She was ventilated with volume control mode with a tidal volume of 8 mL/kg of ideal body weight. Lung mechanics were within the normal range. Positive end expiratory pressure (PEEP) of 8 cm was applied. FiO2 was titrated with a target SpO2 of 94%. Inj midazolam and inj fentanyl infusion were titrated as per the requirement. On day 5, she was liberated from mechanical ventilation after a trial pressure support ventilation. Post-extubation she required oxygen support for 3 days.

A repeat HRCT chest (Fig. 1B) done on the 27th day of treatment showed a significant resolution of ground-glass opacity (GGO) in both lungs. However, the other image findings of fibrosis, bronchiectasis, and dense consolidation with air bronchograms remain. SARS-CoV-2 RT-PCR was repeated as per the local government health guidelines which continued to remain positive till the 44th day since the onset of symptoms. The patient was discharged after two consecutive negative results of RT-PCR for SARS-CoV-2.


The COVID-19 pandemic continues to spread globally including the Indian subcontinent. The Indian subcontinent also has a huge burden of other infectious diseases like pulmonary Koch and tropical diseases.

Kim et al.2 in a recent study reported that the presence of a non-SARS-CoV-2 pathogen may not provide reassurance that a patient does not also have SARS-CoV-2. Our patient presented with cough, fever, and breathing difficulty which was initially presumed to be due to her existing illness (pulmonary Koch and CKD). Therefore, she was not investigated for SARS-CoV-2 in the facility where she was admitted for 6 days. Her clinical condition deteriorated rapidly and then transferred to our hospital which is a tertiary care facility in the state of Uttar Pradesh, India. We suspected COVID pneumonia based on her HRCT chest findings and ET secretions are sent for necessary tests to detect other respiratory pathogens. To date, there is no reported case of dual lung infection with drug-resistant TB and SARS-CoV-2.

Older age and certain comorbidities like diabetes mellitus, chronic obstructive pulmonary disease, and CKD increase the likelihood of severe COVID-19 and the necessity for intensive care and mechanical ventilation.3 These risk factors are also poor prognostic factors in PTB. Those patients who have lung damage from the past tuberculosis sequelae or chronic obstructive pulmonary disease may suffer from more severe illness if they are infected with COVID-19. There is thus a stronger case for concurrent testing for both conditions in these individuals even if the clinical picture is atypical.

HRCT chest has proven to be extremely useful in the diagnosis and assessment of the temporal progression of COVID-19 pneumonia.4,5 In our case, a prompt decision to do an HRCT chest on admission proved to be crucial in suspecting COVID pneumonia leading to its final diagnosis in RT-PCR. HRCT chest also helps to rule if there is any other lung pathology.

The coexistence of COVID pneumonia and MDR TB challenges the healthcare workers (HCW) and the infrastructure to provide for both droplet and airborne precautions. There is a moderate risk of cardiac arrhythmia as a result of the drug interaction of HCQ with levofloxacin which is used in the MDR ATT regimen.

COVID infection may lead to a thrombotic phenomenon that warrants antithrombotic medication.6 In our case, we did not start it right away as there was recent hemoptysis. Thromboprophylaxis was started after she was extubated, serum urea level started settling down, and there was no sign of hemoptysis.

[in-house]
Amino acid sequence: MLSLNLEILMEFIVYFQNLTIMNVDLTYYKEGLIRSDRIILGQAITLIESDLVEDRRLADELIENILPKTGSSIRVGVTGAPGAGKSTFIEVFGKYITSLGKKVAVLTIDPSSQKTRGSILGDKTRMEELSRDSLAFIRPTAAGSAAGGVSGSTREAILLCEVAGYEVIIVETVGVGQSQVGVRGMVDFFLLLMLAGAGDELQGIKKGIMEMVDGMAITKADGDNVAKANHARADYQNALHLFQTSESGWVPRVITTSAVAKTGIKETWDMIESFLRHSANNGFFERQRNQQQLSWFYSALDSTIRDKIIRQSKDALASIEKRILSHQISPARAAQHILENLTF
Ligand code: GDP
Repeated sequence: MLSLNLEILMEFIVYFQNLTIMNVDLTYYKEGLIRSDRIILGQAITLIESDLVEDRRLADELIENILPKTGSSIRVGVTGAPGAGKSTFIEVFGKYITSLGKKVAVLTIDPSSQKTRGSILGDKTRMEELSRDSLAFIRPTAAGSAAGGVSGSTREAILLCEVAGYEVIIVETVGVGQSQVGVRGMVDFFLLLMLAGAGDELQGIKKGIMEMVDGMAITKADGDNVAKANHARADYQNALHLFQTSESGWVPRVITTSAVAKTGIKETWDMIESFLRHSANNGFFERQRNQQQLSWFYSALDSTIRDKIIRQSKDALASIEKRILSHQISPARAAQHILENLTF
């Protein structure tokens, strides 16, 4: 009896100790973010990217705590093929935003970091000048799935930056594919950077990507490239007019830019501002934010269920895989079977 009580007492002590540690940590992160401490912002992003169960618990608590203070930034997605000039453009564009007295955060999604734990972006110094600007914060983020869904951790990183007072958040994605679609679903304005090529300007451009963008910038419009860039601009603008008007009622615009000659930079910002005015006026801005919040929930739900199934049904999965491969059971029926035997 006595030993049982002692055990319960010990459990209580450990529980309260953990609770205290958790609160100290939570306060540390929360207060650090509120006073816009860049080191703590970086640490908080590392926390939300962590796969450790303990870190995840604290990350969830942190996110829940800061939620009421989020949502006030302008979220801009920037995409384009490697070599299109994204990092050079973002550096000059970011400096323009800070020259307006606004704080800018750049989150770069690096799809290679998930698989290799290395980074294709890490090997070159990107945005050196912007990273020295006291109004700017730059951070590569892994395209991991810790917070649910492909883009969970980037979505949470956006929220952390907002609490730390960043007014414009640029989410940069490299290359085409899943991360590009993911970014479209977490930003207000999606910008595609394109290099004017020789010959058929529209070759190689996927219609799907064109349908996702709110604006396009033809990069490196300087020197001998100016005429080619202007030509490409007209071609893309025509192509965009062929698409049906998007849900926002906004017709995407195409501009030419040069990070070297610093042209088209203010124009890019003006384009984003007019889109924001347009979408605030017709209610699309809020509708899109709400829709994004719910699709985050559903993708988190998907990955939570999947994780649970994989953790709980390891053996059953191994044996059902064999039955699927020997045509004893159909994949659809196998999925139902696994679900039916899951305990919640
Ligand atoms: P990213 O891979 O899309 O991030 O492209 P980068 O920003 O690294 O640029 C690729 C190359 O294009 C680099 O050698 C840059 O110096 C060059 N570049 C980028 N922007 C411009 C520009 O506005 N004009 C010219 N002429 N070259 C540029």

Type 2 DM, male sex, invasive mechanical ventilation, and delayed hospital admission are the observed factors in which delayed viral clearance is reported.7 Association of rifampicin resistance TB as a risk factor of prolonged viral clearance is not available in the current literature. The index case took 44 days since the onset of the first symptom to convert to negative RT-PCR for SARS-CoV-2.


An early diagnosis of COVID-19 pneumonia is important in the care of people with PTB who are vulnerable to unfavorable outcomes, including death. With associated preexisting lung conditions HRCT chest is an extremely important diagnostic tool that can help to identify patterns of injury in coexisting lung pathology.

We intend to highlight our observation of exceptionally prolonged time taken for viral clearance in the patient with drug-resistant PTB.


Pulmonary tuberculosis and COVID pneumonia may present similarly. It will not be surprising to have a dual infection of PTB and COVID pneumonia in a country where the burden of tuberculosis is high. HRCT chest has helped us to find out the presence of another infection. COVID pneumonia needs to be correctly diagnosed at admission especially in hospitals treating non-COVID patients as well to protect their patients and HCW.


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2. Kim D, Quinn J, Pinsky B, Shah NH, Brown I. Rates of co-infection between SARS-CoV-2 and other respiratory pathogens. JAMA 2020;323(20):2085–2086. DOI: 10.1001/jama.2020.6266.

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6. Klok FA, Kruip MJHA, van der Meer NJM, Arbous MS, Gommers DAMPJ, Kant KM, et al. Incidence of thrombotic complications in critically ill ICU patients with COVID-19. Thromb Res 2020;191:145–147. DOI: 10.1016/j.thromres.2020.04.013.

7. Xu K, Chen Y, Yuan J, Yi P, Ding C, Wu W, et al. Factors associated with prolonged viral RNA shedding in patients with COVID-19. Clin Infect Dis 2020;71(15):799–806. DOI: 10.1093/cid/ciaa351.